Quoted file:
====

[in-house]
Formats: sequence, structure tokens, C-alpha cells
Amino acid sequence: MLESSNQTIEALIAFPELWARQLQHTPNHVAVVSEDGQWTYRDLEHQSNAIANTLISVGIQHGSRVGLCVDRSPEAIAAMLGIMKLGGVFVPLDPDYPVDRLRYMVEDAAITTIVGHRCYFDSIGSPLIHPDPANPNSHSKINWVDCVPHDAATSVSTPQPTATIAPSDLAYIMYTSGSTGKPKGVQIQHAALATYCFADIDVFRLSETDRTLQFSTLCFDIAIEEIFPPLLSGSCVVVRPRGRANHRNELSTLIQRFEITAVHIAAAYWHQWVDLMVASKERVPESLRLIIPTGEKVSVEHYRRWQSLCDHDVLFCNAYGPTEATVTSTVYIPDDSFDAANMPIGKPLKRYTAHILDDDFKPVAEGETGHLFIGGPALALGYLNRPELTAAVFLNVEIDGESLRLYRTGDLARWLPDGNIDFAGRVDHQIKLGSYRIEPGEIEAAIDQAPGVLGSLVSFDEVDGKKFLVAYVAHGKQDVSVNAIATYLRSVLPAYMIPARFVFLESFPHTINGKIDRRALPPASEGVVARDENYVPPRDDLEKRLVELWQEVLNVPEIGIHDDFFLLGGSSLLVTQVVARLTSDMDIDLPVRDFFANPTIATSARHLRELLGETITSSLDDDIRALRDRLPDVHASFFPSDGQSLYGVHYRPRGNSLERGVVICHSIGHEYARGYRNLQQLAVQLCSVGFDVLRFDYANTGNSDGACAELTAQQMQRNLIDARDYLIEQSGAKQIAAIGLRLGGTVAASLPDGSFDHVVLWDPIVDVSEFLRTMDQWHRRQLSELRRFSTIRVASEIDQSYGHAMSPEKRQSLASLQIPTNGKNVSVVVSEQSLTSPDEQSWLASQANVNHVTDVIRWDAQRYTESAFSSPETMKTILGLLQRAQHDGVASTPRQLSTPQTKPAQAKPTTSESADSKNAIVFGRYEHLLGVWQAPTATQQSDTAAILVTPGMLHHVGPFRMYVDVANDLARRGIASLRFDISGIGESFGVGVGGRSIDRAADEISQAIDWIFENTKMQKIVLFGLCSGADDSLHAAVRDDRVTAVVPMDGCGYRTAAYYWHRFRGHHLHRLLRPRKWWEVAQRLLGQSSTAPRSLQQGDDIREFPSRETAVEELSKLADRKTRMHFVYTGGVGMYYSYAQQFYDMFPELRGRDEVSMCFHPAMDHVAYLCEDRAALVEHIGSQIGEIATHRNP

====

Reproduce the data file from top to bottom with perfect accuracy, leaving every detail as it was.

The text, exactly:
[in-house]
Formats: sequence, structure tokens, C-alpha cells
Amino acid sequence: MLESSNQTIEALIAFPELWARQLQHTPNHVAVVSEDGQWTYRDLEHQSNAIANTLISVGIQHGSRVGLCVDRSPEAIAAMLGIMKLGGVFVPLDPDYPVDRLRYMVEDAAITTIVGHRCYFDSIGSPLIHPDPANPNSHSKINWVDCVPHDAATSVSTPQPTATIAPSDLAYIMYTSGSTGKPKGVQIQHAALATYCFADIDVFRLSETDRTLQFSTLCFDIAIEEIFPPLLSGSCVVVRPRGRANHRNELSTLIQRFEITAVHIAAAYWHQWVDLMVASKERVPESLRLIIPTGEKVSVEHYRRWQSLCDHDVLFCNAYGPTEATVTSTVYIPDDSFDAANMPIGKPLKRYTAHILDDDFKPVAEGETGHLFIGGPALALGYLNRPELTAAVFLNVEIDGESLRLYRTGDLARWLPDGNIDFAGRVDHQIKLGSYRIEPGEIEAAIDQAPGVLGSLVSFDEVDGKKFLVAYVAHGKQDVSVNAIATYLRSVLPAYMIPARFVFLESFPHTINGKIDRRALPPASEGVVARDENYVPPRDDLEKRLVELWQEVLNVPEIGIHDDFFLLGGSSLLVTQVVARLTSDMDIDLPVRDFFANPTIATSARHLRELLGETITSSLDDDIRALRDRLPDVHASFFPSDGQSLYGVHYRPRGNSLERGVVICHSIGHEYARGYRNLQQLAVQLCSVGFDVLRFDYANTGNSDGACAELTAQQMQRNLIDARDYLIEQSGAKQIAAIGLRLGGTVAASLPDGSFDHVVLWDPIVDVSEFLRTMDQWHRRQLSELRRFSTIRVASEIDQSYGHAMSPEKRQSLASLQIPTNGKNVSVVVSEQSLTSPDEQSWLASQANVNHVTDVIRWDAQRYTESAFSSPETMKTILGLLQRAQHDGVASTPRQLSTPQTKPAQAKPTTSESADSKNAIVFGRYEHLLGVWQAPTATQQSDTAAILVTPGMLHHVGPFRMYVDVANDLARRGIASLRFDISGIGESFGVGVGGRSIDRAADEISQAIDWIFENTKMQKIVLFGLCSGADDSLHAAVRDDRVTAVVPMDGCGYRTAAYYWHRFRGHHLHRLLRPRKWWEVAQRLLGQSSTAPRSLQQGDDIREFPSRETAVEELSKLADRKTRMHFVYTGGVGMYYSYAQQFYDMFPELRGRDEVSMCFHPAMDHVAYLCEDRAALVEHIGSQIGEIATHRNP